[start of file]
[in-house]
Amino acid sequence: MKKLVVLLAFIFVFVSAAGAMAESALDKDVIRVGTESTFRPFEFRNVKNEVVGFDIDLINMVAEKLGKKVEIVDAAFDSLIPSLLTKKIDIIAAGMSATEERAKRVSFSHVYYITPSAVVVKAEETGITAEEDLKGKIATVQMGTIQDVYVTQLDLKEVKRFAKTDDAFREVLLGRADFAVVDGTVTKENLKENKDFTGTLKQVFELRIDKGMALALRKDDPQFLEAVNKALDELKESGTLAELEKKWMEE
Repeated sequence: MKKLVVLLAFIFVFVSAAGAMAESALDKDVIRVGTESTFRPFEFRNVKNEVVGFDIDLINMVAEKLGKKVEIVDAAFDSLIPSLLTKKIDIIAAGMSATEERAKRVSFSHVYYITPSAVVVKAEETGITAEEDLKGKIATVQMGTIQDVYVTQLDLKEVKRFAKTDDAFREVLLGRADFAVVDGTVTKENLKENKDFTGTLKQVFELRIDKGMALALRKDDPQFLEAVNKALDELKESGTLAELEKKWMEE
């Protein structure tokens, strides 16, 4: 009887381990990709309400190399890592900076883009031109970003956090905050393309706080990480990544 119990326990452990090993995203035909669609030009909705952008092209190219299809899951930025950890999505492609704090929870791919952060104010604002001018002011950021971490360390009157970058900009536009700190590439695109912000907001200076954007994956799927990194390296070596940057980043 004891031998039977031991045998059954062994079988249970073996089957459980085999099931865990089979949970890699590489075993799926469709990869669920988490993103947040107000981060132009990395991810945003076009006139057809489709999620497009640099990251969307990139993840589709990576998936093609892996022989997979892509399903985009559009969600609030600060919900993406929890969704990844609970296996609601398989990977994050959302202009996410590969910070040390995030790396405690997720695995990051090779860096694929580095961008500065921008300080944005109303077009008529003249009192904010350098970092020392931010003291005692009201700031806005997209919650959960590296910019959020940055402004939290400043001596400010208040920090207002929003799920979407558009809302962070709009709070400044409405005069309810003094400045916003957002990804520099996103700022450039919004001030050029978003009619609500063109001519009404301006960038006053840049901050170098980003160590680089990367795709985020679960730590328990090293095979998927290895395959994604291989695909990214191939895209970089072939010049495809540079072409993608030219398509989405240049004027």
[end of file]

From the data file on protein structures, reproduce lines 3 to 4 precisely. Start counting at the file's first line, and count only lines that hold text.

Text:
Repeated sequence: MKKLVVLLAFIFVFVSAAGAMAESALDKDVIRVGTESTFRPFEFRNVKNEVVGFDIDLINMVAEKLGKKVEIVDAAFDSLIPSLLTKKIDIIAAGMSATEERAKRVSFSHVYYITPSAVVVKAEETGITAEEDLKGKIATVQMGTIQDVYVTQLDLKEVKRFAKTDDAFREVLLGRADFAVVDGTVTKENLKENKDFTGTLKQVFELRIDKGMALALRKDDPQFLEAVNKALDELKESGTLAELEKKWMEE
């Protein structure tokens, strides 16, 4: 009887381990990709309400190399890592900076883009031109970003956090905050393309706080990480990544 119990326990452990090993995203035909669609030009909705952008092209190219299809899951930025950890999505492609704090929870791919952060104010604002001018002011950021971490360390009157970058900009536009700190590439695109912000907001200076954007994956799927990194390296070596940057980043 004891031998039977031991045998059954062994079988249970073996089957459980085999099931865990089979949970890699590489075993799926469709990869669920988490993103947040107000981060132009990395991810945003076009006139057809489709999620497009640099990251969307990139993840589709990576998936093609892996022989997979892509399903985009559009969600609030600060919900993406929890969704990844609970296996609601398989990977994050959302202009996410590969910070040390995030790396405690997720695995990051090779860096694929580095961008500065921008300080944005109303077009008529003249009192904010350098970092020392931010003291005692009201700031806005997209919650959960590296910019959020940055402004939290400043001596400010208040920090207002929003799920979407558009809302962070709009709070400044409405005069309810003094400045916003957002990804520099996103700022450039919004001030050029978003009619609500063109001519009404301006960038006053840049901050170098980003160590680089990367795709985020679960730590328990090293095979998927290895395959994604291989695909990214191939895209970089072939010049495809540079072409993608030219398509989405240049004027």